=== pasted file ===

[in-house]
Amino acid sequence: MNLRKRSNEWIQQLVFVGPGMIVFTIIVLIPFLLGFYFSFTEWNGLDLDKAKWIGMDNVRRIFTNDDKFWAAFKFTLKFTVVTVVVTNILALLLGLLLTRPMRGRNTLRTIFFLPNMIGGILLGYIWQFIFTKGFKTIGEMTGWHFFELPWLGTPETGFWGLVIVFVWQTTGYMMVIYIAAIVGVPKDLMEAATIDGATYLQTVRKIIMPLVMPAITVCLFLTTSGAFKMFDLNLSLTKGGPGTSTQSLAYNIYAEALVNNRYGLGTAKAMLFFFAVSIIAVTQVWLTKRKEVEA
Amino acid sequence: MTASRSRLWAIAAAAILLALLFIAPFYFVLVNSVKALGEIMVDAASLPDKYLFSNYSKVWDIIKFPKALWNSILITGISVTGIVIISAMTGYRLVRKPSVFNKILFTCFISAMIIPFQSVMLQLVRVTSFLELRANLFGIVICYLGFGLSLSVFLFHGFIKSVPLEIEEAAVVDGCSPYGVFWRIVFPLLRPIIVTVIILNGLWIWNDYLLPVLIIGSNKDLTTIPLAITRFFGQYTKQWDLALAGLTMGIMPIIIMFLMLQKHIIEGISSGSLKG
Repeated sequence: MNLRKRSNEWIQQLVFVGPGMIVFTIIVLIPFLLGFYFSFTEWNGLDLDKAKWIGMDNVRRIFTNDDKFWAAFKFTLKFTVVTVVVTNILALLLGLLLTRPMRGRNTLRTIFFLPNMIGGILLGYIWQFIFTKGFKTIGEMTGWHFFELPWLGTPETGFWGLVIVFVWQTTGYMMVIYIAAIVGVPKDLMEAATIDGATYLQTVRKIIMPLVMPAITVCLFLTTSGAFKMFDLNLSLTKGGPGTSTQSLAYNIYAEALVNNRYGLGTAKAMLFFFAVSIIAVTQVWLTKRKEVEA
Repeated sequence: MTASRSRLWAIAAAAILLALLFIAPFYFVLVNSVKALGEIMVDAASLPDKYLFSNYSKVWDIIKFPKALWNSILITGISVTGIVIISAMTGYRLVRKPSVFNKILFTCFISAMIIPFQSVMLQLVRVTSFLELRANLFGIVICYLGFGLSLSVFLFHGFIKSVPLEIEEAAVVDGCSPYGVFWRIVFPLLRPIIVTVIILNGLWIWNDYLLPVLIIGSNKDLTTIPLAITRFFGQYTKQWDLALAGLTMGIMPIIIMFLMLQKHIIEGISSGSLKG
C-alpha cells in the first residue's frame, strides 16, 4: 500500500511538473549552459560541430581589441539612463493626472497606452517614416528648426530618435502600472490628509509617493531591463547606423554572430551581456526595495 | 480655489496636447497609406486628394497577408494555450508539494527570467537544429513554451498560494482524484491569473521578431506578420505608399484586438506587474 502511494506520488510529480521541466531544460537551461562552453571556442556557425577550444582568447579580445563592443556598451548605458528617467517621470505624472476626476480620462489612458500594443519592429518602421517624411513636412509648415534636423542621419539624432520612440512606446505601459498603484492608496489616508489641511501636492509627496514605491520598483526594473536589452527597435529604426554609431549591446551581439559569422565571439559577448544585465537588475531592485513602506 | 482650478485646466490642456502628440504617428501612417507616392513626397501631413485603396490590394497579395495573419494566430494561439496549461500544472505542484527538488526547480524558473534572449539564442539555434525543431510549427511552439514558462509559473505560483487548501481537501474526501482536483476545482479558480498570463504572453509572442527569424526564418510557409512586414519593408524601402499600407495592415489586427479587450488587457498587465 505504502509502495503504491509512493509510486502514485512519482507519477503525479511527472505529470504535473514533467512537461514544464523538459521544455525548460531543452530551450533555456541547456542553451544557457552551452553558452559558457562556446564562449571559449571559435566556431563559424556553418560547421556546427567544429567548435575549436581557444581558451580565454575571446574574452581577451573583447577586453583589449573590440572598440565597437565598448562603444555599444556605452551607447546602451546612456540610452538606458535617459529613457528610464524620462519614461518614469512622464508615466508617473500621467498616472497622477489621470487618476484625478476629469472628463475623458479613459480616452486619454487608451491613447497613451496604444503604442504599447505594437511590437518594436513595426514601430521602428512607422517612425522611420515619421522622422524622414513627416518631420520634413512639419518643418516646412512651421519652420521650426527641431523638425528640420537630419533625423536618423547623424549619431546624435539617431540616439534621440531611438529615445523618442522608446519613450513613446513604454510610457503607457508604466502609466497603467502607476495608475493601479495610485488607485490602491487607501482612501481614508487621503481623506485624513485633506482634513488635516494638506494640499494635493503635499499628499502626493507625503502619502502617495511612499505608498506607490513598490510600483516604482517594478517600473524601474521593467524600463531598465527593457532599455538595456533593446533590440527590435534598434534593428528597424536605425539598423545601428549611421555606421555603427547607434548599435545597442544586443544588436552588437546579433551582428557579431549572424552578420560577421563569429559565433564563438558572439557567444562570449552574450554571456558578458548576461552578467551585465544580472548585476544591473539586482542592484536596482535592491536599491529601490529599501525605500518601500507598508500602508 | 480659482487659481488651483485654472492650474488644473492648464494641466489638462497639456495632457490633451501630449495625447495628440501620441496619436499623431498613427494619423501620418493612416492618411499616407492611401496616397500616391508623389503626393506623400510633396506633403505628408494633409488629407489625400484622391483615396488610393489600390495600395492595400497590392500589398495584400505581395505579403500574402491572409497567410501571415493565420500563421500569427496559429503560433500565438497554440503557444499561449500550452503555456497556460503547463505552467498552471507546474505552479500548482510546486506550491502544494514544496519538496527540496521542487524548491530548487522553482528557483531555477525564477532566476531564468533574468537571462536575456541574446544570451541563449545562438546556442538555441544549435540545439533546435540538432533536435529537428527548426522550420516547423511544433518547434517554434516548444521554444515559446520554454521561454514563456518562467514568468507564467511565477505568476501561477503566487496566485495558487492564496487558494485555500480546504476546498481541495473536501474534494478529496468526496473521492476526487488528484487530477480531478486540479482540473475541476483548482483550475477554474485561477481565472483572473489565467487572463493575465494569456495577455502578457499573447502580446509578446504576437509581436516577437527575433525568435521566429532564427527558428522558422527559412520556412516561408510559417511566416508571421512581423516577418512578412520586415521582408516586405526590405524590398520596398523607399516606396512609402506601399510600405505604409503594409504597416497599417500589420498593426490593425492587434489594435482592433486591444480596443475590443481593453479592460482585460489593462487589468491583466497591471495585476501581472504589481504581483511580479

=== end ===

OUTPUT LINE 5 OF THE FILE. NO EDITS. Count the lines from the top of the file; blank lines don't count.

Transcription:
Repeated sequence: MTASRSRLWAIAAAAILLALLFIAPFYFVLVNSVKALGEIMVDAASLPDKYLFSNYSKVWDIIKFPKALWNSILITGISVTGIVIISAMTGYRLVRKPSVFNKILFTCFISAMIIPFQSVMLQLVRVTSFLELRANLFGIVICYLGFGLSLSVFLFHGFIKSVPLEIEEAAVVDGCSPYGVFWRIVFPLLRPIIVTVIILNGLWIWNDYLLPVLIIGSNKDLTTIPLAITRFFGQYTKQWDLALAGLTMGIMPIIIMFLMLQKHIIEGISSGSLKG